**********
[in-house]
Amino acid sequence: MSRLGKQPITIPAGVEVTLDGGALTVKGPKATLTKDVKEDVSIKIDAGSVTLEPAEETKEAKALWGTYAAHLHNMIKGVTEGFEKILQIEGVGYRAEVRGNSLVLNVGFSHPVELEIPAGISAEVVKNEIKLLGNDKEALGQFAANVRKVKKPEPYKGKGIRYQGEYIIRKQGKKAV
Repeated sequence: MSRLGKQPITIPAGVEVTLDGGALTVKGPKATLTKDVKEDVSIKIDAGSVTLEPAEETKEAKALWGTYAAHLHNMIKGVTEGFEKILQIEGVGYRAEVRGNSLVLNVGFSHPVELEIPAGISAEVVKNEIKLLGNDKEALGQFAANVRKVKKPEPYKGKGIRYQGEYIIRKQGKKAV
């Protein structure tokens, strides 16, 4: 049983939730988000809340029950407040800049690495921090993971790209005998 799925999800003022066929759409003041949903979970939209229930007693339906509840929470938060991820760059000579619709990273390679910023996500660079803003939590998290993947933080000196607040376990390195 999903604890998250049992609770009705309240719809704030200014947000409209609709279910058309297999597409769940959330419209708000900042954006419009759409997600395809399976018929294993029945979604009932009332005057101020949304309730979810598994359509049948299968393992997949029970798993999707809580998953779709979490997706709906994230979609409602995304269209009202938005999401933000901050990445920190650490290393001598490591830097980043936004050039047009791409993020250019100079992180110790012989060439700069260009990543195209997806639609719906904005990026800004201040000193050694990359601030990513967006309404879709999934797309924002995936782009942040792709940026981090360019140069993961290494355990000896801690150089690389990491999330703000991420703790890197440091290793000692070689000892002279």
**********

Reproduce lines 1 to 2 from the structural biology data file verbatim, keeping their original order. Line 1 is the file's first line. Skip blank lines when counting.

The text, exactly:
[in-house]
Amino acid sequence: MSRLGKQPITIPAGVEVTLDGGALTVKGPKATLTKDVKEDVSIKIDAGSVTLEPAEETKEAKALWGTYAAHLHNMIKGVTEGFEKILQIEGVGYRAEVRGNSLVLNVGFSHPVELEIPAGISAEVVKNEIKLLGNDKEALGQFAANVRKVKKPEPYKGKGIRYQGEYIIRKQGKKAV